Built between 1835 and 1839, Elizabeth Bay House was known as 'the finest house in the colony'. Designed by the most fashionable and accomplished architect of the day, John Verge, for the Colonial Secretary, Alexander Macleay and his family, Elizabeth Bay House is a superb example of colonial architecture in a magnificent setting overlooking Sydney Harbour.
The house was restored and opened as a house museum in 1977. Elegantly furnished to the period of 1839-1845, the interiors reflect the lifestyle of the Macleays and present an evocative picture of 19th century life. The house was once surrounded by an extensive 54 acre garden and described as a 'botanist's paradise'. Alexander Macleay was a renowned gentleman scientist who established a significant library and entomology collection and had extensive interests in botany.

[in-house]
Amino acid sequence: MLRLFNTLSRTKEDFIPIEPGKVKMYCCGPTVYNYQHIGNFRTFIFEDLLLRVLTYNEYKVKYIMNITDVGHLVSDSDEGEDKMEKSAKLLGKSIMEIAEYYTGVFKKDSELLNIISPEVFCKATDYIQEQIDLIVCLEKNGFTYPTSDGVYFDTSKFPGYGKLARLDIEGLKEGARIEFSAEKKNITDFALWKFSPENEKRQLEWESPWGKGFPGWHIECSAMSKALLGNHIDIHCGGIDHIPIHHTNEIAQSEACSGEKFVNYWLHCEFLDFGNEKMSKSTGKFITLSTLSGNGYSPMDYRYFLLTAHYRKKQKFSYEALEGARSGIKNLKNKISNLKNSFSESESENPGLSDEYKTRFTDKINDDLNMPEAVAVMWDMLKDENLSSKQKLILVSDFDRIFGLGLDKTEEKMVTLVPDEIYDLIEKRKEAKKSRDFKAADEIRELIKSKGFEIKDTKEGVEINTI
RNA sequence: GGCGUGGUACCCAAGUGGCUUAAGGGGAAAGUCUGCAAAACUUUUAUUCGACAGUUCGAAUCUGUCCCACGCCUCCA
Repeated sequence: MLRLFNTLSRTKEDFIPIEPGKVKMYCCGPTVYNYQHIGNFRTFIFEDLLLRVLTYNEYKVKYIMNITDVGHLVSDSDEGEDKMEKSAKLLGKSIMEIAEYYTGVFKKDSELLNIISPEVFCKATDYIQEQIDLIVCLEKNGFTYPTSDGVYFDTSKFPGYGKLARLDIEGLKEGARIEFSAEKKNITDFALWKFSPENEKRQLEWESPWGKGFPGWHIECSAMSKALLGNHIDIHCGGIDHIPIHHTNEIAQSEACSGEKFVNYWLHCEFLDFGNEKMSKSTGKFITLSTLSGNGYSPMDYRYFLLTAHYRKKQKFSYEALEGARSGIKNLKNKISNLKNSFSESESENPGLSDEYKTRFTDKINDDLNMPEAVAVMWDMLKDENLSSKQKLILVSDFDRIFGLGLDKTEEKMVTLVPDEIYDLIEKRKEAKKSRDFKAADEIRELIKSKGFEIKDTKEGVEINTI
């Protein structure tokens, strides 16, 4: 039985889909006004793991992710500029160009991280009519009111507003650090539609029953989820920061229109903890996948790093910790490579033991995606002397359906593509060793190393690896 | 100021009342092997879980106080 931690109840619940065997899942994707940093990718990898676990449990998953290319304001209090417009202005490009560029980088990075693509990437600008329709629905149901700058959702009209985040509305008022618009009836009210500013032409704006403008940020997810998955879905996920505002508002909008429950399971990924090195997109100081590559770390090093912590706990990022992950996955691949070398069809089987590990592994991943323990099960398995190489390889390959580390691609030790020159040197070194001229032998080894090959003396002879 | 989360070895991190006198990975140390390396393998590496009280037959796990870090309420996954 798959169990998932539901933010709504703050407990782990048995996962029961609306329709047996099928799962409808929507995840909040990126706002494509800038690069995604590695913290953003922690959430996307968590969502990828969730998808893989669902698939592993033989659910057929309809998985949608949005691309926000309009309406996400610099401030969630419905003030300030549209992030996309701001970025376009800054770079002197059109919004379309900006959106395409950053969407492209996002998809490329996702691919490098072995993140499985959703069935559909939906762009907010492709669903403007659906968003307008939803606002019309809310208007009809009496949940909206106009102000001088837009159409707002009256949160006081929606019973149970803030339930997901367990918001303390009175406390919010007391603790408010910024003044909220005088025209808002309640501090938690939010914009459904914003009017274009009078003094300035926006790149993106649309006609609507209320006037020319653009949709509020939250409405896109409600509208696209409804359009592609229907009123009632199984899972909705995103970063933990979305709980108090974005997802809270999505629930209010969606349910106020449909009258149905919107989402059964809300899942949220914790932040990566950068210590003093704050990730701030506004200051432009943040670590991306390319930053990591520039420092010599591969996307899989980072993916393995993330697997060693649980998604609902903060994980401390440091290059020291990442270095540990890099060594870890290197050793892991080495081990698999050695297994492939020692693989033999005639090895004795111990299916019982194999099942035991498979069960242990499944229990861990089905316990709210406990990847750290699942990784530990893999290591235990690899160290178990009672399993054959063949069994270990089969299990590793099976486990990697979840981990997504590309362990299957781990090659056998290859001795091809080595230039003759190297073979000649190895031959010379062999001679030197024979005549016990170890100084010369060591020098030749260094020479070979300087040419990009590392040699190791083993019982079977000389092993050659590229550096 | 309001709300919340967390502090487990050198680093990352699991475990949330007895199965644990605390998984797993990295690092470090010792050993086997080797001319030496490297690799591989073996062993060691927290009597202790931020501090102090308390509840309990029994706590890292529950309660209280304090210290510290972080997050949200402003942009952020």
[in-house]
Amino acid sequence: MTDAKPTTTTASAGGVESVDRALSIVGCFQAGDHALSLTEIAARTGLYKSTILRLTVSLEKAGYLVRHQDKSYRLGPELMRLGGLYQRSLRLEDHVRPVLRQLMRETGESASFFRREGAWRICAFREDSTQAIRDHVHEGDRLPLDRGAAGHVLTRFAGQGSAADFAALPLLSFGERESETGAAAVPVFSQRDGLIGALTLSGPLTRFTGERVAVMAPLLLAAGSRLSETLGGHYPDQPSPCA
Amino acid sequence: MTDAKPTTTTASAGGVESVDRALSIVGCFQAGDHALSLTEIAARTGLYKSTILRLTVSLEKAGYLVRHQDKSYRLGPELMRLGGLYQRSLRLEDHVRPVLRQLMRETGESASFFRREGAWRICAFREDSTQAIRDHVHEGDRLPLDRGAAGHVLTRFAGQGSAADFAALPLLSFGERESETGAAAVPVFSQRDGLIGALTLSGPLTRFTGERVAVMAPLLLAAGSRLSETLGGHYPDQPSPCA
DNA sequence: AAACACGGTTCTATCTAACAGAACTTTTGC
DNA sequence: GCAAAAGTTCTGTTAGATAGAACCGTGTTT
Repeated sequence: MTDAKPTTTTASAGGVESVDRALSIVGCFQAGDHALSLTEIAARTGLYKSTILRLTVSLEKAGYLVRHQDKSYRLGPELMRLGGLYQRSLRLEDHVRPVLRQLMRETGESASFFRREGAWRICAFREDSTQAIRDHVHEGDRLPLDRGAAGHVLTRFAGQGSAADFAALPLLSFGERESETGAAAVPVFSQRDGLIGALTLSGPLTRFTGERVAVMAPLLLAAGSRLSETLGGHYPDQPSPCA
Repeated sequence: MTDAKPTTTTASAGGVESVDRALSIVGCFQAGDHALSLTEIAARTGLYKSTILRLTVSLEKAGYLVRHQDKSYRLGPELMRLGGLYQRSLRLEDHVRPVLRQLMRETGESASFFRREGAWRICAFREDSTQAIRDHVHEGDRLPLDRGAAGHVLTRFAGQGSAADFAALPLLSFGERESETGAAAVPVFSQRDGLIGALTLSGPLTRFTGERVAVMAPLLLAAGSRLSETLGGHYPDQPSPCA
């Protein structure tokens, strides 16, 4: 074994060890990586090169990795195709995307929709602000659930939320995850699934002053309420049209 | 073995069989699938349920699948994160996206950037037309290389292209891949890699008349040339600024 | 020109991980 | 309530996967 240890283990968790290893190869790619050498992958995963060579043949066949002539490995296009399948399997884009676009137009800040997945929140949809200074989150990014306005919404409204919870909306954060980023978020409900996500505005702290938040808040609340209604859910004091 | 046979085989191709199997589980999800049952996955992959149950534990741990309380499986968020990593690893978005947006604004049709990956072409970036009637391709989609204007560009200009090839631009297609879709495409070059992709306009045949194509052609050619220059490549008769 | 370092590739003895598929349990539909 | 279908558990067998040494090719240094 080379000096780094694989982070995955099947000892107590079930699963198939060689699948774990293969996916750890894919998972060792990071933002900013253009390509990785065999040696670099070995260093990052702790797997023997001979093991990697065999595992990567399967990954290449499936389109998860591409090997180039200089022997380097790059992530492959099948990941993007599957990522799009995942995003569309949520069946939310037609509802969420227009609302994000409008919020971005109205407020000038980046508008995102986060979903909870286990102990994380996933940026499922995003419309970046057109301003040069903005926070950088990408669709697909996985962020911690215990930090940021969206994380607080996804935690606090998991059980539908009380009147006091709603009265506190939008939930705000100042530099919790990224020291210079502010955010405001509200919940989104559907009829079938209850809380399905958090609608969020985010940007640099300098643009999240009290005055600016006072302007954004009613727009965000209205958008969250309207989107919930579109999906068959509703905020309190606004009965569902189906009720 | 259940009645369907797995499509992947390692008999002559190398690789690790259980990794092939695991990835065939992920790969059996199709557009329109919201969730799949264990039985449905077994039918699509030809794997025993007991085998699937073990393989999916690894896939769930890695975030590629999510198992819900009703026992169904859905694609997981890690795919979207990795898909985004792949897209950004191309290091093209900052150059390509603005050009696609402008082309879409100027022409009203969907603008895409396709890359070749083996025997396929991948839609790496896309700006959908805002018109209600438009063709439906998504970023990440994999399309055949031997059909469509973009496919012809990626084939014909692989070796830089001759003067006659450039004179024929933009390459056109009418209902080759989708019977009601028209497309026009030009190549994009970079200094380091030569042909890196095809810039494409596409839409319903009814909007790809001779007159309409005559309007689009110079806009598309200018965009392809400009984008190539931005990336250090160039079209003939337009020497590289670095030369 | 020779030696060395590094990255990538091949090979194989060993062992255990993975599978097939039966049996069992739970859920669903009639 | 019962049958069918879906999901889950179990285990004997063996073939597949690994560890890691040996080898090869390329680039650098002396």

Wheelchair access via east terrace to front door, access to ground floor only. Photography of upstairs and downstairs rooms available.
A range of education and school holiday programs are undertaken.
02 9356 3022
7 Onslow Avenue
Sydney, New South Wales, 2011
Access Without Assistance for the Disabled, Child Activities, Guide, Parking for the Disabled, Picnic Area, Public Toilet
Experiences you can enjoy at Elizabeth Bay House:
Cultural, Educational Tourism, Historic/Heritage